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Lobbyists’ language pollutes government positions on EU water law

Voters must turn out next week to elect a European Parliament fit to stand up to industry lobbyists’ nature vendetta – that’s the rallying cry from campaigners who have uncovered an attack on the EU’s vital water law.

Lobby groups representing agriculture, hydropower and coal mining have made startlingly similar suggestions for changes to the EU’s water protection law as some governments – changes which would allow these industries to undertake more activities that destroy rivers and lakes.

© Seppo Leinonen / WWF

The European elections take place between 23 and 26 May.

A paper published today by environmental groups sheds lights on the undue influence vested interests have on governments’ positions on changing the EU law which was designed to protect rivers, lakes, and wetlands across Europe.

Alongside lobbyists representing agriculture, hydropower and extractive industries, other groups with similar positions to governments include German industry associations comprised of representatives of the construction, chemicals, and pharmaceuticals industries.

The ‘Water Framework Directive’ was opened up for public consultation by the European Commission last year, with many EU governments signaling that they are keen to weaken the law.

Now, the damning paper – published today by WWF, the European Environmental Bureau, Wetlands International, the European Anglers Alliance and European Rivers Network – shows that it could be the very sectors that pollute and destroy freshwater ecosystems that are effectively drafting governments’ positions.

The changes sought by both industry and some EU governments include scrapping the ‘one-out, all-out principle’ – the idea that a water body is only considered healthy if all factors that determine whether it is healthy are in good status (for example the flow, whether it is biodiversity-rich, and whether chemical substances are present). The overall ‘health’ status is defined by the quality element in the lowest class.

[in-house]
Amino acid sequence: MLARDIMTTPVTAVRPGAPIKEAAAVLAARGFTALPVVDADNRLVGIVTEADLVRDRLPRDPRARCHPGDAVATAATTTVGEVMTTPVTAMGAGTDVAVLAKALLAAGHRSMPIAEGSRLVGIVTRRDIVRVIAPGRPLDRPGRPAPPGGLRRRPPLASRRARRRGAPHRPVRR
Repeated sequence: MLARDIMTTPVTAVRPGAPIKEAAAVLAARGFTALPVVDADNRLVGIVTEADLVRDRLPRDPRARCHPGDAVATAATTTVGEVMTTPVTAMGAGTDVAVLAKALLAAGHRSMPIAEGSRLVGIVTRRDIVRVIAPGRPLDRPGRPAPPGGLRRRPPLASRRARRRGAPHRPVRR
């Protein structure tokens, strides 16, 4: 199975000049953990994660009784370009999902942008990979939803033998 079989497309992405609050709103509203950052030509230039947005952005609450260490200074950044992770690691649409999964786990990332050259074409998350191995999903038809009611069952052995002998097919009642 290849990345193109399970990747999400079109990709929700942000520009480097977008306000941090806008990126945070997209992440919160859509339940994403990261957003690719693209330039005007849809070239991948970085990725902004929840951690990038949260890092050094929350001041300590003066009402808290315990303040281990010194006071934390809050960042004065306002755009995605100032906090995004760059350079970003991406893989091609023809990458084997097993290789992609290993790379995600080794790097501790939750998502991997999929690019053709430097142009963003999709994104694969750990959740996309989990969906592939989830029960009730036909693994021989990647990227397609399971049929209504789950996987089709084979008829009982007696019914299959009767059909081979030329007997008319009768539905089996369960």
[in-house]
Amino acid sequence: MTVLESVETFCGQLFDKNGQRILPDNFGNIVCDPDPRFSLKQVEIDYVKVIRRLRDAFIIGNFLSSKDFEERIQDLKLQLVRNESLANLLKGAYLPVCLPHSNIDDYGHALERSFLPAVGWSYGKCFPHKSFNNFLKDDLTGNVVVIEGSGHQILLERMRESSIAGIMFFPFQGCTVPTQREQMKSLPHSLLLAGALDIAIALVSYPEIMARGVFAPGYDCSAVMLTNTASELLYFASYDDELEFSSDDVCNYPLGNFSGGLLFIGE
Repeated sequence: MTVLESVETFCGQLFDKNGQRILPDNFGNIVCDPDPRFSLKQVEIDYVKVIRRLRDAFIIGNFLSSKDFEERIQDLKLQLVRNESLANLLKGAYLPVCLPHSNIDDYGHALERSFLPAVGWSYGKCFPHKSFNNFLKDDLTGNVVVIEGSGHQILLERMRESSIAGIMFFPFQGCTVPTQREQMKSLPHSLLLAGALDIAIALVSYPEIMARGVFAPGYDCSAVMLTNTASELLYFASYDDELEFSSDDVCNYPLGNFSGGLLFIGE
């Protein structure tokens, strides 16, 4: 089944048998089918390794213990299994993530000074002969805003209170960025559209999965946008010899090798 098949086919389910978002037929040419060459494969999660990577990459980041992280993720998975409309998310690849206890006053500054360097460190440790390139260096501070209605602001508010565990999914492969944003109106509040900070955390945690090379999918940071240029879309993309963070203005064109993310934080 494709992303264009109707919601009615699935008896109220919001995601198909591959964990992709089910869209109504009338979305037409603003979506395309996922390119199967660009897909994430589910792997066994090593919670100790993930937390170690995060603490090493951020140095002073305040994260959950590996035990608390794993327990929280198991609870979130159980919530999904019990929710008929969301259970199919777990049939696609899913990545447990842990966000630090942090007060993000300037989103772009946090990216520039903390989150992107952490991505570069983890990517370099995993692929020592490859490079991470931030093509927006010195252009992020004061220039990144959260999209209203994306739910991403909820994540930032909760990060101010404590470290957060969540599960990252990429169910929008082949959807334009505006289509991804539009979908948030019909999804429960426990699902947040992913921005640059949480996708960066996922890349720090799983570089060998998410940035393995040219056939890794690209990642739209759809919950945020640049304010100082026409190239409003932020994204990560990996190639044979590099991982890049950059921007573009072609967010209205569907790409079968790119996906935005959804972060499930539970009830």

While industry groups admit they are asking for changes because they feel the current rules are too ambitious, EU governments’ reasoning for the same changes is that they are needed to maintain ambition in EU water management.

Sergiy Moroz, Water and Biodiversity Policy Officer at the EEB, described this as “bizarre”.

Moroz said:

“While some governments say they are trying to be more ambitious to protect water, the industry groups say they want these changes because the current rules are too stringent. The current law must be kept and the focus needs to be on properly implementing it to protect the environment and human health.”

Just last week, scientists issued a stark warning to politicians about the world’s environmental emergency.

Nearly 75% of freshwater resources are now devoted to agriculture alone, and freshwater ecosystems are showing the highest rate of decline.

Andreas Baumüller, Head of Natural Resources at WWF’s European Policy Office, added:

“Rivers, lakes and wetlands are our life-support systems, but they are being annihilated under our very eyes. We have the legal tool to stop this – the EU water law – but Member States must actively stand up to the sectors that pollute and destroy the most.

Earlier this year 375,000 people from across Europe took part in a consultation to defend the EU’s water law from being watered down.

EU Environment ministers are set to meet in Bucharest, Romania on 20 and 21 May where they are set to discuss issues related to water management across the EU. These arguments and questions have also been reflected in a letter sent by Living Rivers Europe to the Environment Ministers of EU Member States ahead of next week’s meeting in Bucharest.